The 2009 Cadillac CTS-V takes the middle-of-the-pack performance of the Cadillac CTS and cranks it to 11. Or maybe even 12, thanks to a massive new engine and upgraded suspension and aerodynamics.
For 2009, the Cadillac CTS-V receives a heart transplant from its corporate cousin, the Chevrolet Corvette ZR1. Jalopnik reports that the Cadillac CTS-V has a "6.2-liter supercharged engine," similar to the Corvette's, "but here making a not-quite-as-ridiculous 551 lb-ft and 556 hp." Those numbers may not be as stunning as the Corvette's, but they are still enough for Motor Trend to declare the 2009 Cadillac CTS-V "the fastest, most powerful American sedan in history." That statement is impressive in itself, but Jalopnik goes even further by noting that, based on track times, the Cadillac CTS-V is "the fastest production sedan in the world." Power delivery from the engine is nearly effortless, as Cars.com mentions that "the torque band [is]...broad enough, and the sound level is low enough at high revs, that it's easy to crash into the rather hard rev limiter." Effortless delivery doesn't mean docile acceleration, though; ConsumerGuide claims that the Cadillac CTS-V can hit 60 mph "in 3.9 seconds with either manual or automatic transmission," which is faster than many of today's purebred sportscars. Road & Track jokingly comments that "the speedometer in this car is pointless; it should just be a sticker that says 'You're speeding.'"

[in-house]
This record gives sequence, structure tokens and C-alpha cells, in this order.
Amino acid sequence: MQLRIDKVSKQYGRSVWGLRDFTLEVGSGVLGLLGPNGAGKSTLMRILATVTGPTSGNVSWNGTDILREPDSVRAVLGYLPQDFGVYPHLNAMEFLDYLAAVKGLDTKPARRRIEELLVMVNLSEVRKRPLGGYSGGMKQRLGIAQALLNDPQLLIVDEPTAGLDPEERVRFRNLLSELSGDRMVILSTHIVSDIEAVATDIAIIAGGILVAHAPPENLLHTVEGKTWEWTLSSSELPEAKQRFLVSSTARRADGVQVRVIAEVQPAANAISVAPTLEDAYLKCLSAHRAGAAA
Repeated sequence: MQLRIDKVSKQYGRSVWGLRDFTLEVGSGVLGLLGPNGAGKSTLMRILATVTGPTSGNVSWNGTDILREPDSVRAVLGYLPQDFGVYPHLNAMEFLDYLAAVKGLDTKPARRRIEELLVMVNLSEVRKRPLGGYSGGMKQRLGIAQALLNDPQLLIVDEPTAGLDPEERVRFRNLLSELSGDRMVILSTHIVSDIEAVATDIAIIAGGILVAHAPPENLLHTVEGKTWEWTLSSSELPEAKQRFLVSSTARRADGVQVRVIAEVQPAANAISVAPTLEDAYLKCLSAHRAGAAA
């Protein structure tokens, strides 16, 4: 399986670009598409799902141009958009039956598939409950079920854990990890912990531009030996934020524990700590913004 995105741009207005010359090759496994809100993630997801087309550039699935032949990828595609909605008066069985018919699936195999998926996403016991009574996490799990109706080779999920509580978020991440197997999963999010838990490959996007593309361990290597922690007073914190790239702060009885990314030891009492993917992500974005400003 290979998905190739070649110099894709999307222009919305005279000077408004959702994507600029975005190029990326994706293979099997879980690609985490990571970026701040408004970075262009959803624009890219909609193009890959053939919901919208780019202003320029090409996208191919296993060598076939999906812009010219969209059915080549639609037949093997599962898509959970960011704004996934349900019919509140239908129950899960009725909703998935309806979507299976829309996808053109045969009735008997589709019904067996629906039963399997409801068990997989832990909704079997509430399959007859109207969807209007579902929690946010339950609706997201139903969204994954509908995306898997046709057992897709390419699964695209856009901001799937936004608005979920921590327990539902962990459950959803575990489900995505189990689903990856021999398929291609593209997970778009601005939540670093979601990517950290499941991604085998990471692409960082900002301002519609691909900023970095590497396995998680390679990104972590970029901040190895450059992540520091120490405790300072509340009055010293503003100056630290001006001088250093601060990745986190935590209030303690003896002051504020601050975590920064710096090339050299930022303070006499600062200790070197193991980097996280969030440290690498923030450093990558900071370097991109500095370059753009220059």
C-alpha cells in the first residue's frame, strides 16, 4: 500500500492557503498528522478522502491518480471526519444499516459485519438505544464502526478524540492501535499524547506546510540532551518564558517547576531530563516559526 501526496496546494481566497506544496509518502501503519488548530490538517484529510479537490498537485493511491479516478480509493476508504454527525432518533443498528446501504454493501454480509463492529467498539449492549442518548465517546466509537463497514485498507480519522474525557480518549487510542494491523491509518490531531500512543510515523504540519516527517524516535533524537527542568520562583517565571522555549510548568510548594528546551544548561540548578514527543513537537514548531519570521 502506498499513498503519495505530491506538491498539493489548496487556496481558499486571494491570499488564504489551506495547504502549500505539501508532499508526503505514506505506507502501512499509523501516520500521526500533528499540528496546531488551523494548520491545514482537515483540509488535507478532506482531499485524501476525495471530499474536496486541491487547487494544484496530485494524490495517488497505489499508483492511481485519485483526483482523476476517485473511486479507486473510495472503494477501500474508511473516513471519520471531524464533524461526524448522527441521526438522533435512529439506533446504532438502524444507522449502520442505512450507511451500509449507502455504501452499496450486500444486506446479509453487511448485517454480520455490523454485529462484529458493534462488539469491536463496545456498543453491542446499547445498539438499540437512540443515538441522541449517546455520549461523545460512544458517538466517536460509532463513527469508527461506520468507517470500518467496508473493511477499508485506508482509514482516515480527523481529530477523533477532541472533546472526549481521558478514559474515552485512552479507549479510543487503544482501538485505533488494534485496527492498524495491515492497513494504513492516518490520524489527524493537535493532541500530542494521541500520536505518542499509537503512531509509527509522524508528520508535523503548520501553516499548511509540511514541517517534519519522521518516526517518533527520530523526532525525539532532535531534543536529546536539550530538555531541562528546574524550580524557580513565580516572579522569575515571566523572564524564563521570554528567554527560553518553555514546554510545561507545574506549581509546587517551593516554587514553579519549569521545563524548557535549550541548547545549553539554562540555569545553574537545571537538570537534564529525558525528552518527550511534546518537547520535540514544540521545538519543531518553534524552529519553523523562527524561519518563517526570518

Yes, the 2009 Cadillac CTS-V is neck-snappingly quick with either of the two available transmissions, which Motor Trend lists as "the proven Tremec TR6060 six-speed manual or GM's new 6L90 six-speed automatic." Both transmissions earn high praise in reviews read by TheCarConnection.com—particularly the manual. ConsumerGuide says it "works smoothly, with a precise but meaty feel," while Cars.com raves about the "pleasing short-throw shifter and ratios matched to the engine's hearty grunt." As for the automatic, Road & Track reviewers note that it "offers an enjoyable experience," thanks to "quick upshifts and rev-matched downshifts that can be controlled by paddles on the steering wheel." However, as experts at TheCarConnection.com have mentioned, using the paddles first requires that you shift the drive selector into the manual shift gate, which can be annoying.
Otherworldly power and performance usually come at a steep cost when it's time to fill up the tank. The Cadillac CTS-V certainly fits the mold here. Although no EPA figures are available, Cars.com reports that "Cadillac says we're looking at mpg in the teens," though they "put on 90 miles at speeds between 55 and 70 mph, and the trip computer showed an average 21.9 mpg." However, that trip does include a drop of "1,300 feet of elevation, all told."
Unlike some American sportscars, which can pass muster simply by virtue of their acceleration times, sports sedans are measured as much by their handling prowess as their straight-line performance. In this area, the 2009 Cadillac CTS-V definitely holds its own, though a few minor gripes pop up. Starting with the criticisms, Cars.com says "the one line that could use strengthening is the steering, which doesn't have the feedback of the best track cars"—an opinion shared in several reviews read by TheCarConnection.com. After that, however, it's pretty much all praise for the Cadillac CTS-V, which ConsumerGuide contends has "tenacious grip in turns, and tremendously powerful brakes." Automobile Magazine reports that Cadillac CTS-V's "ability to provide a civilized ride along with blistering track performance is largely a credit of the latest-generation Magnetic Ride Control," which features "variable dampers" in the shock-absorption system capable of "adjusting their firmness level every millisecond." Overall, Autoblog finds "it's a nice balance that lets you know you're driving a serious automobile with very serious sporting pretensions, but that it doesn't mind getting up and going to work each morning."